Brent D. Johnson
There are more than 100 million land mines worldwide and, for every 15 of them, someone is maimed or loses a limb.
A team at the US Army CECOM Night Vision and Sensors Directorate in Alexandria, Va., led by University of Mississippi professor James Sabatier, has developed a noncontact method of detecting land mines that uses laser feedback interferometry.
It's an old problem, he said. "How does one detect acoustic resonant phenomena just below the surface of the ground and yet not make contact with the surface?"
He said that, like a bell or a drum, a land mine is a compliant object that exhibits a specific acoustic behavior that distinguishes it from any other material. "There are no false alarms."
In their technique, the researchers aim a loudspeaker at the ground and measure the vibration with a Vibromet 1000, a vibrometer from MetroLaser Inc. The instrument shines light from a series of 780-nm laser diodes on the vibrating ground, which modulates the backscattered light at a Doppler-shifted frequency allowing the vibrometer, via laser feedback interferometry, to calculate surface velocity. By raster scanning a patch of ground with an X-Y galvanometer mirror, the instrument can isolate the Doppler modulation of a land mine.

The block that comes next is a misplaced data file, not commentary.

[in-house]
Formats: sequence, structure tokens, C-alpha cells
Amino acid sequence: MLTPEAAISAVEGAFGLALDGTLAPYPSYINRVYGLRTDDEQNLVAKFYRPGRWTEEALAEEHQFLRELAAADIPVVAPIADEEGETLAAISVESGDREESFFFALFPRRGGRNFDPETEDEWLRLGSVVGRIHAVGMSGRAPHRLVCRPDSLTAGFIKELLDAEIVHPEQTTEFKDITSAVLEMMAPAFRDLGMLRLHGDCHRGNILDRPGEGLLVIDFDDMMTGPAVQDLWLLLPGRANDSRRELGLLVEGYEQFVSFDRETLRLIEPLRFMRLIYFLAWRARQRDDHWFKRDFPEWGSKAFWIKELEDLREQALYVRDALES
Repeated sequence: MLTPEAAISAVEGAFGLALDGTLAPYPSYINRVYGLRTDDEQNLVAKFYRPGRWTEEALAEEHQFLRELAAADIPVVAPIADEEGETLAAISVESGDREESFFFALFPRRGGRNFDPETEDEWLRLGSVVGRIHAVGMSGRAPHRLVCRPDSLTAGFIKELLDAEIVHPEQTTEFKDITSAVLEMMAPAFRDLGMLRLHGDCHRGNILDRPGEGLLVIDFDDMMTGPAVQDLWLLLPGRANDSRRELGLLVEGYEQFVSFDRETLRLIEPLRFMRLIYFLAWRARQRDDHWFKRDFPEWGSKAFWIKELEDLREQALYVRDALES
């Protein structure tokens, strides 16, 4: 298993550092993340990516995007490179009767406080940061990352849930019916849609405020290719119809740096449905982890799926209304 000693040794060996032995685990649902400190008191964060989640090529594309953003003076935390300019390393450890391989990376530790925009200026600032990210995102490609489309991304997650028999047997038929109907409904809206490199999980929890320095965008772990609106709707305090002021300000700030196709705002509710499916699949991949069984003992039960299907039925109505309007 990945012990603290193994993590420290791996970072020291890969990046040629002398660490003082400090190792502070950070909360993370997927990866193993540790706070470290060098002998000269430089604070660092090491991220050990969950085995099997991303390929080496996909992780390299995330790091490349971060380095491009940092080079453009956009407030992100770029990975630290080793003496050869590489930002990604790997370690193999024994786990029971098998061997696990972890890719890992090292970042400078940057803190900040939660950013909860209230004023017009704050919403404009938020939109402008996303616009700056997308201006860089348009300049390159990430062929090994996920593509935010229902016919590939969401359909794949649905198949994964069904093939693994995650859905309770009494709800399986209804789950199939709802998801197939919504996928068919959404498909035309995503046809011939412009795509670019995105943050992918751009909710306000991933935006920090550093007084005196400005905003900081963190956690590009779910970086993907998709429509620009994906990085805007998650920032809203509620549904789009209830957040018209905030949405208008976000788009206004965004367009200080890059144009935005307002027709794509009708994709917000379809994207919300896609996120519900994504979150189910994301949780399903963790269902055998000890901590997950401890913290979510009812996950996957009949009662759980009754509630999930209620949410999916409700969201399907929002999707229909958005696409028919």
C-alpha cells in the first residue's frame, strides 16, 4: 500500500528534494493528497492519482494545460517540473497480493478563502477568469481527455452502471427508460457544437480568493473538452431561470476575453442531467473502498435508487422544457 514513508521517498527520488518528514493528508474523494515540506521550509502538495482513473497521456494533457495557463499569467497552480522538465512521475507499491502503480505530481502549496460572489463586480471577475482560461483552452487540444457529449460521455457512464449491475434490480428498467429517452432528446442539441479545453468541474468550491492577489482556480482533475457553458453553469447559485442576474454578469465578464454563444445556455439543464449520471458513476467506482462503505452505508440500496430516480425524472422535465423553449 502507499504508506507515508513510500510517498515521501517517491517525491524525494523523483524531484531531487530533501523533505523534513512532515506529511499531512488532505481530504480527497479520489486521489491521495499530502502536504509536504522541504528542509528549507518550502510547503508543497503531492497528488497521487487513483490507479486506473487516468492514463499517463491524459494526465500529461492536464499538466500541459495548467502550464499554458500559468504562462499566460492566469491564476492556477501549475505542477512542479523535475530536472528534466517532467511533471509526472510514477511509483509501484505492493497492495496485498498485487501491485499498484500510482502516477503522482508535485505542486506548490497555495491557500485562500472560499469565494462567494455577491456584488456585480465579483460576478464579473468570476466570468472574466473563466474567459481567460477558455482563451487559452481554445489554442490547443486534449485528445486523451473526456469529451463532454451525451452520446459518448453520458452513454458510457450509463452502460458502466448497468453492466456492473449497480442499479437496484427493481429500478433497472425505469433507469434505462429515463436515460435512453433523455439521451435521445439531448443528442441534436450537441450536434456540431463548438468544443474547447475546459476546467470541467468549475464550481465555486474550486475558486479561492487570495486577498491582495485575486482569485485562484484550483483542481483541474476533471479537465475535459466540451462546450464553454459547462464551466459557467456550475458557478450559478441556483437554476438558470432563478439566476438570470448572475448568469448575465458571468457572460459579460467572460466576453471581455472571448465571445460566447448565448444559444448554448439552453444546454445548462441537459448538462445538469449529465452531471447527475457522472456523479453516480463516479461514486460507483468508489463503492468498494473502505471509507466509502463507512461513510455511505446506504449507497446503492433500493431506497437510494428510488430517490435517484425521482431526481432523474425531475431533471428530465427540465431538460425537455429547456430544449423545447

The researchers are studying how gravel or grass environments affect the technology, and how fast the method can go. They have made the mirrors sweep up to 10 km per hour, locating mines with 100 percent accuracy. However, Sabatier cautioned, that's different from physically translating the galvanometer mirror, which causes vibration.
Working with Planning Systems Inc. of Slidell, La., the team is also using synthetic aperture ground-penetrating radar, which is effective for locating deep metal mines. Using the methods in concert, mine-seekers can detect deep or shallow mines of metal or plastic. "The future success of this work is in the optics community," Sabatier said.
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